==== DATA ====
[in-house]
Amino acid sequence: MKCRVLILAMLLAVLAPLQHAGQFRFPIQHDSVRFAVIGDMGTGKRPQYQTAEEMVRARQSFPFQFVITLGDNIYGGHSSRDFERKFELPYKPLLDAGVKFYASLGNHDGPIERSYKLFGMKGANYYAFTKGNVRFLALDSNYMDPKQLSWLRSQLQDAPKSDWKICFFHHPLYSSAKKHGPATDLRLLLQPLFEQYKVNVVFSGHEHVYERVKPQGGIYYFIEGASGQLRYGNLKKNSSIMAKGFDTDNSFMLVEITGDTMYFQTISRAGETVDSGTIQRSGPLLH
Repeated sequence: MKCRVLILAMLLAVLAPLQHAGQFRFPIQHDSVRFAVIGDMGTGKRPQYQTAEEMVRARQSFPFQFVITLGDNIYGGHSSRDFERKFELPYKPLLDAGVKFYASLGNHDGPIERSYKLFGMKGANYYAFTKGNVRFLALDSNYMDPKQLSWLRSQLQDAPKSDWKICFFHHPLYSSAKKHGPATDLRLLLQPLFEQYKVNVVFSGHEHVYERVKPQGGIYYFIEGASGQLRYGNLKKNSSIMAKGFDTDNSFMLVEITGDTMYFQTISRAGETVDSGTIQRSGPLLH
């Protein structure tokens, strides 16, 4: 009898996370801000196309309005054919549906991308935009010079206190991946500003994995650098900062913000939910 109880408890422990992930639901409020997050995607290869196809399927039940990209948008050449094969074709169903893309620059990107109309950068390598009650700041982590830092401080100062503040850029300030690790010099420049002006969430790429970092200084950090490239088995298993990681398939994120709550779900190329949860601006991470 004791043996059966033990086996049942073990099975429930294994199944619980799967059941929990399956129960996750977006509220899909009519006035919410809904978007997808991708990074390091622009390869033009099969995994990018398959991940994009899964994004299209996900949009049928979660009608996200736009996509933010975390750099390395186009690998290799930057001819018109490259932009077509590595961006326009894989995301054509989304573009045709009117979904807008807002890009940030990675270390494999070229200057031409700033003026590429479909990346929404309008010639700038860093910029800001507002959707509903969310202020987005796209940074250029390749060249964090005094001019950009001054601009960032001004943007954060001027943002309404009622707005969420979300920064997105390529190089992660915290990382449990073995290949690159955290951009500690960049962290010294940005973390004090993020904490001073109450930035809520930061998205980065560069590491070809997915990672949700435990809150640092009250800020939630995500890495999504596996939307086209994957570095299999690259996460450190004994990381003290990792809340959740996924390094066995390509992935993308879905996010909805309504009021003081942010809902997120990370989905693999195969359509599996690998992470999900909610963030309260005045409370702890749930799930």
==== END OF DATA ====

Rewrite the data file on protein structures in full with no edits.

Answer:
[in-house]
Amino acid sequence: MKCRVLILAMLLAVLAPLQHAGQFRFPIQHDSVRFAVIGDMGTGKRPQYQTAEEMVRARQSFPFQFVITLGDNIYGGHSSRDFERKFELPYKPLLDAGVKFYASLGNHDGPIERSYKLFGMKGANYYAFTKGNVRFLALDSNYMDPKQLSWLRSQLQDAPKSDWKICFFHHPLYSSAKKHGPATDLRLLLQPLFEQYKVNVVFSGHEHVYERVKPQGGIYYFIEGASGQLRYGNLKKNSSIMAKGFDTDNSFMLVEITGDTMYFQTISRAGETVDSGTIQRSGPLLH
Repeated sequence: MKCRVLILAMLLAVLAPLQHAGQFRFPIQHDSVRFAVIGDMGTGKRPQYQTAEEMVRARQSFPFQFVITLGDNIYGGHSSRDFERKFELPYKPLLDAGVKFYASLGNHDGPIERSYKLFGMKGANYYAFTKGNVRFLALDSNYMDPKQLSWLRSQLQDAPKSDWKICFFHHPLYSSAKKHGPATDLRLLLQPLFEQYKVNVVFSGHEHVYERVKPQGGIYYFIEGASGQLRYGNLKKNSSIMAKGFDTDNSFMLVEITGDTMYFQTISRAGETVDSGTIQRSGPLLH
């Protein structure tokens, strides 16, 4: 009898996370801000196309309005054919549906991308935009010079206190991946500003994995650098900062913000939910 109880408890422990992930639901409020997050995607290869196809399927039940990209948008050449094969074709169903893309620059990107109309950068390598009650700041982590830092401080100062503040850029300030690790010099420049002006969430790429970092200084950090490239088995298993990681398939994120709550779900190329949860601006991470 004791043996059966033990086996049942073990099975429930294994199944619980799967059941929990399956129960996750977006509220899909009519006035919410809904978007997808991708990074390091622009390869033009099969995994990018398959991940994009899964994004299209996900949009049928979660009608996200736009996509933010975390750099390395186009690998290799930057001819018109490259932009077509590595961006326009894989995301054509989304573009045709009117979904807008807002890009940030990675270390494999070229200057031409700033003026590429479909990346929404309008010639700038860093910029800001507002959707509903969310202020987005796209940074250029390749060249964090005094001019950009001054601009960032001004943007954060001027943002309404009622707005969420979300920064997105390529190089992660915290990382449990073995290949690159955290951009500690960049962290010294940005973390004090993020904490001073109450930035809520930061998205980065560069590491070809997915990672949700435990809150640092009250800020939630995500890495999504596996939307086209994957570095299999690259996460450190004994990381003290990792809340959740996924390094066995390509992935993308879905996010909805309504009021003081942010809902997120990370989905693999195969359509599996690998992470999900909610963030309260005045409370702890749930799930």